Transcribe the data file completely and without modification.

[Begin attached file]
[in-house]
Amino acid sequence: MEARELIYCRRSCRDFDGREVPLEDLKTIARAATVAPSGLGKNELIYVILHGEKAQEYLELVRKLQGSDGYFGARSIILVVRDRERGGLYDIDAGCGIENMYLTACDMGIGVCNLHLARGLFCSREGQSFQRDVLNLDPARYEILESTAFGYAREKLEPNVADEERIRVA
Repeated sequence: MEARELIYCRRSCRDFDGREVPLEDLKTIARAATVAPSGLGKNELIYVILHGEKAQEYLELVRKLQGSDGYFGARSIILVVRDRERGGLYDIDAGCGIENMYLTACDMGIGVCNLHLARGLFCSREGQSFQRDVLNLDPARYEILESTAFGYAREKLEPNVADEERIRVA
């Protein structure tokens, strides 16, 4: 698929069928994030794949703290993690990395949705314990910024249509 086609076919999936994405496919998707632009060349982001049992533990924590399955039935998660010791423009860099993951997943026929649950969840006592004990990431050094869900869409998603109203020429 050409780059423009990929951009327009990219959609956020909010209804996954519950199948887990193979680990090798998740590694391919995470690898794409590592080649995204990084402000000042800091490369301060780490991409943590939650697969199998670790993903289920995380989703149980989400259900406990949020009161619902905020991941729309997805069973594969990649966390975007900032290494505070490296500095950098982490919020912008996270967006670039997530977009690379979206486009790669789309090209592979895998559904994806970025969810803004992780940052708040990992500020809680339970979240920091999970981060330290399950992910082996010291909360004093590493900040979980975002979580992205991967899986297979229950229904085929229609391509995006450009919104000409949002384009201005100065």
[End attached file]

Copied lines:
[in-house]
Amino acid sequence: MEARELIYCRRSCRDFDGREVPLEDLKTIARAATVAPSGLGKNELIYVILHGEKAQEYLELVRKLQGSDGYFGARSIILVVRDRERGGLYDIDAGCGIENMYLTACDMGIGVCNLHLARGLFCSREGQSFQRDVLNLDPARYEILESTAFGYAREKLEPNVADEERIRVA
Repeated sequence: MEARELIYCRRSCRDFDGREVPLEDLKTIARAATVAPSGLGKNELIYVILHGEKAQEYLELVRKLQGSDGYFGARSIILVVRDRERGGLYDIDAGCGIENMYLTACDMGIGVCNLHLARGLFCSREGQSFQRDVLNLDPARYEILESTAFGYAREKLEPNVADEERIRVA
């Protein structure tokens, strides 16, 4: 698929069928994030794949703290993690990395949705314990910024249509 086609076919999936994405496919998707632009060349982001049992533990924590399955039935998660010791423009860099993951997943026929649950969840006592004990990431050094869900869409998603109203020429 050409780059423009990929951009327009990219959609956020909010209804996954519950199948887990193979680990090798998740590694391919995470690898794409590592080649995204990084402000000042800091490369301060780490991409943590939650697969199998670790993903289920995380989703149980989400259900406990949020009161619902905020991941729309997805069973594969990649966390975007900032290494505070490296500095950098982490919020912008996270967006670039997530977009690379979206486009790669789309090209592979895998559904994806970025969810803004992780940052708040990992500020809680339970979240920091999970981060330290399950992910082996010291909360004093590493900040979980975002979580992205991967899986297979229950229904085929229609391509995006450009919104000409949002384009201005100065």